• Groceries: $411 – includes $110+ of supplements for Mr PoP, one of which is new and was pricey, as he tries to gain more lean muscle mass.  He’s up 4lbs already!  If he wants to stick with this supplement, we’ll have to find a cheaper source or officially increase the grocery budget since this is the 2nd month I’m massively over here.  
  • Eating Out: $161
  • Total Food: $572 – under the $600 goal!
  • Mortgage: $1,151 – our new lower mortgage payment after the escrow review
  • Home Maintenance and Repairs: $50
  • Kitchen Renovations: $1,373 – March will be even higher…
  • Bills/Utilities for Primary Residence: $204
  • Solar Install: $5,869 – actual cash flow on this was ~$17.5K so far, with another $12.5K to pay when they finish the install, but I’m booking as an expense the amount that’s over and above what we expect to get refunded to us via our FPL rebate and our federal income tax rebate
  • Total Home: $ 8,647
  • Gas: $175
  • Auto Repairs / Maintenance: $43
  • Total Transportation: $218
  • General Shopping: $220 – picked up some spiffy new panniers for my bike!
  • Pet Supplies / Care: $0
  • Total Shopping: $220
  • Gym / Fitness: $160 – registered early bird for two races that I definitely want to run again next year, booking a solid prepayment discount.
  • Medical Treatment/Visit: $0
  • Media Subscriptions: $8
  • Media/Entertainment Non-Subscription: $0
  • Total Health/Fitness/Entertainment: $168
  • Travel: $163 – renewed a passport and covered incidentals (tolls, meals) on a quick weekend trip
  • Total Miscellaneous: $163
  • Total “Personal Expenditures”: $9,988  ($8,615 excluding the kitchen reno items, and $2,746 excluding kitchen reno AND solar install)  
  • Investment Properties: $55
  • Total Investment Expenses: $55
Earnings Before Principal Paydowns / Savings Allocations (EBPPS)
  • EBPPS = $11,989 – $9,988 – $55 = $1,946

Principal Paydowns / Savings Allocations

  • Holding Acct For Roth 2015 IRAs: $0
  • Transfer to Taxable Investment Account: $0
  • Holding for Solar Panels Upfront Cost: $1,946
  • Total Principal Paydowns / Savings Allocations: $1,946
Cash is king in the PoP household at the moment, so we’re pretty much holding everything that we can for the next month or two at least.

Net Income = EBPPS – (Principal Paydowns + Savings Allocations)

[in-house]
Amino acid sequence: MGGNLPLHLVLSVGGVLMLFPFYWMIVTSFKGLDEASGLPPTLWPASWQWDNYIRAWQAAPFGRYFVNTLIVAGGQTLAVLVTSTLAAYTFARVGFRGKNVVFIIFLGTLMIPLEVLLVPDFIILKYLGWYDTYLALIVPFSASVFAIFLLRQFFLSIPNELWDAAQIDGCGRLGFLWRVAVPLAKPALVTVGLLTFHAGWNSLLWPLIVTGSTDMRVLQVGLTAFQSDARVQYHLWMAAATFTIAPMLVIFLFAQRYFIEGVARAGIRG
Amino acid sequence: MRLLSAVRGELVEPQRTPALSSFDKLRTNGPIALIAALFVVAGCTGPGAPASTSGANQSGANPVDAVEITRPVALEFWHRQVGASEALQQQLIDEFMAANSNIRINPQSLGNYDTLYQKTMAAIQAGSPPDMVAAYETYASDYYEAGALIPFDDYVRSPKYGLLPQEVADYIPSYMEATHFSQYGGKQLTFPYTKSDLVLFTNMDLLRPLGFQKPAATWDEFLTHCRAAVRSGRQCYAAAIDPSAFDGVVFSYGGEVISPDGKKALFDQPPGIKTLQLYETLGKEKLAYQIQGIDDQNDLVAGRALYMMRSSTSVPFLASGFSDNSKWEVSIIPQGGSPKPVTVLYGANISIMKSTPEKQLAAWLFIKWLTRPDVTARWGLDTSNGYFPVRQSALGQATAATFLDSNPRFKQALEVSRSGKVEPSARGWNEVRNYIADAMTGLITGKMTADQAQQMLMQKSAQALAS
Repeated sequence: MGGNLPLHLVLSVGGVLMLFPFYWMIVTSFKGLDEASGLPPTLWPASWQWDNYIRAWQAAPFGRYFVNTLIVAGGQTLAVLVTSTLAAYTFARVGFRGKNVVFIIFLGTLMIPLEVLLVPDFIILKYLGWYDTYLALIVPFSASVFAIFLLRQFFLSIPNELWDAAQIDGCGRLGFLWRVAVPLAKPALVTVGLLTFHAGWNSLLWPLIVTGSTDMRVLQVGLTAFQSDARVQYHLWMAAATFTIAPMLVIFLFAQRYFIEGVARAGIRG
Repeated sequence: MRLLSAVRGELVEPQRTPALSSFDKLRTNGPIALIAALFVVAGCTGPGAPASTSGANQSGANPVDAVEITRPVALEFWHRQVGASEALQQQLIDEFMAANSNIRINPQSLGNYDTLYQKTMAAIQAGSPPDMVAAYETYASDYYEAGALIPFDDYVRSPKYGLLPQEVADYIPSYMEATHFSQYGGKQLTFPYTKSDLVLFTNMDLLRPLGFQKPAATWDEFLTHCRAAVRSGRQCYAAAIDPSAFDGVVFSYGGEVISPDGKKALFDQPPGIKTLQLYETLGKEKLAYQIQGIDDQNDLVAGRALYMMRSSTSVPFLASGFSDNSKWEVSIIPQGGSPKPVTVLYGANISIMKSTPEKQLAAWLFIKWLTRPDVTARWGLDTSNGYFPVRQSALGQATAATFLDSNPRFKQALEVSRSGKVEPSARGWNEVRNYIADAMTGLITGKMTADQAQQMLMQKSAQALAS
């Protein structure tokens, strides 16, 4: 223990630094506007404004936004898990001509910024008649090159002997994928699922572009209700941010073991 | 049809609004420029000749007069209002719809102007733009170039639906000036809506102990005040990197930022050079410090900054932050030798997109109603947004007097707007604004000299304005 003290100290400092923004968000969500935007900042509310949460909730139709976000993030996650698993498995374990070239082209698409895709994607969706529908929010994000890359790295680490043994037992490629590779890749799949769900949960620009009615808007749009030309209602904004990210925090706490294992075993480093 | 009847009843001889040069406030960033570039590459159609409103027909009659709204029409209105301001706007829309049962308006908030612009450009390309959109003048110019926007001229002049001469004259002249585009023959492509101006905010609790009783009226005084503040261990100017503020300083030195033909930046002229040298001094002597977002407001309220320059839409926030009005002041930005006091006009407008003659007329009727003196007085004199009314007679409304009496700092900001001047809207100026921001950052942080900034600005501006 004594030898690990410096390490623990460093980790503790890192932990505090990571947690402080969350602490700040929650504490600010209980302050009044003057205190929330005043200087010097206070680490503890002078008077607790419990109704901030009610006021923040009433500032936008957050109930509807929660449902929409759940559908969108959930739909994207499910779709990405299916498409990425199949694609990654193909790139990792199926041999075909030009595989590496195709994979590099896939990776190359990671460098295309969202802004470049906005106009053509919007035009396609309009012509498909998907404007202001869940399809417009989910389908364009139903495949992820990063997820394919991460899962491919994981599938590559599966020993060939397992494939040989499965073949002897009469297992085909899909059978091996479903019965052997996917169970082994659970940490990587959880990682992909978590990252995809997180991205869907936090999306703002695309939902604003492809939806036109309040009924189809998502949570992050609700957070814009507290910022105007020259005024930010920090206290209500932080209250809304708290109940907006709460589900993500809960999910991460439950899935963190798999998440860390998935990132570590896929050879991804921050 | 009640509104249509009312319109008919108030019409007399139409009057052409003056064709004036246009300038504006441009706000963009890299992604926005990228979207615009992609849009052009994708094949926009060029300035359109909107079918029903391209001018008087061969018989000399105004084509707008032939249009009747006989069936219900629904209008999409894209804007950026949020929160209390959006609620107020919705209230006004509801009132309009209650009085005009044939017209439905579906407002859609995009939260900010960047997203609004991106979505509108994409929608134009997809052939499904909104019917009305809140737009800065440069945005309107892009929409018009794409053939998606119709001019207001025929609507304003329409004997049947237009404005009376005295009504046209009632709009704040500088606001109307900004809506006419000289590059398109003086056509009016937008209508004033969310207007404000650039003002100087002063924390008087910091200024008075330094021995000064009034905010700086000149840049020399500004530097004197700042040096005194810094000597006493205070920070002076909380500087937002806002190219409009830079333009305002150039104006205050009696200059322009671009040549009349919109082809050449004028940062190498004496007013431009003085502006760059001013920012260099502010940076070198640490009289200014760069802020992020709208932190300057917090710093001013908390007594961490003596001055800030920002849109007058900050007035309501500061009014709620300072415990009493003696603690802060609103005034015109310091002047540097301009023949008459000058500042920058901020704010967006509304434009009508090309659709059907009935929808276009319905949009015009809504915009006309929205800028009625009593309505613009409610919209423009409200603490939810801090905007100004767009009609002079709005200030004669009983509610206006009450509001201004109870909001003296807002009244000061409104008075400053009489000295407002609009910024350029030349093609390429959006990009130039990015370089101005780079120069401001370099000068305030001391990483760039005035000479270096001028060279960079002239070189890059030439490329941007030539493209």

• $1,946 – $1,946 = $0 = Net Income

How was your income and spending this month?



19 comments to PoP Income Statement – February 2015

  • It is amazing how quick a bank account can be drained! Does the solar install look good so far? that’s really exciting!
    Emily @ Simple Cheap Mom recently posted..Grocery Shopping on a Budget of $200: 6 Lessons LearnedMy Profile

  • My thoughts exactly about February, but more for the snow situation we’ve got going on up here :). Glad to hear the kitchen is progressing apace and very exciting that the solar panels are in! I’ll be interested to hear if you go the backdoor Roth IRA route. Keep us posted :)!
    Mrs. Frugalwoods recently posted..February 2015 ExpendituresMy Profile

    • We’ll definitely post if we end up needing to backdoor the Roth or not. I just need to get the papers all together and schedule a drop off with our tax guy. =)

  • Cash is king has been my motto the last several months, though that’ll end soon as I’ll finally get paychecks this month from the new job, woo!

    All that money hemorrhaging, well all the stuff you’re juggling for it, that is a lot going on at once! That would be stressing me out.

    If you don’t have any traditional IRAs, then the backdoor is super easy. I’ve actually just started doing it at the beginning of the year so that it’s done since I would need to not work a few months out of the year in order to qualify for a regular contribution.
    Leigh recently posted..February 2015 net worth update (+0.7%)My Profile

    • I was pretty stressed out when the duplex roof thing came up and I really thought we had 3 weeks to get a new roof on. That’s a tiny timetable even if we weren’t writing giant checks left and right these days. But I talked it over with a friend via gChat and that calmed down a bit, which I’m sure Mr PoP appreciated when I filled him in calmer later that night. =)

      We don’t have any tIRAs, so glad to hear it shouldn’t be bad to backdoor. I suppose I could calculate if we need to myself (I know we were close to the limit in 2013 and we grossed a good bit more in 2014 so that’s why I’m assuming there’s a good chance we need to backdoor this year), but we pay the tax guy to do it, so I may as well leave the work to him. =)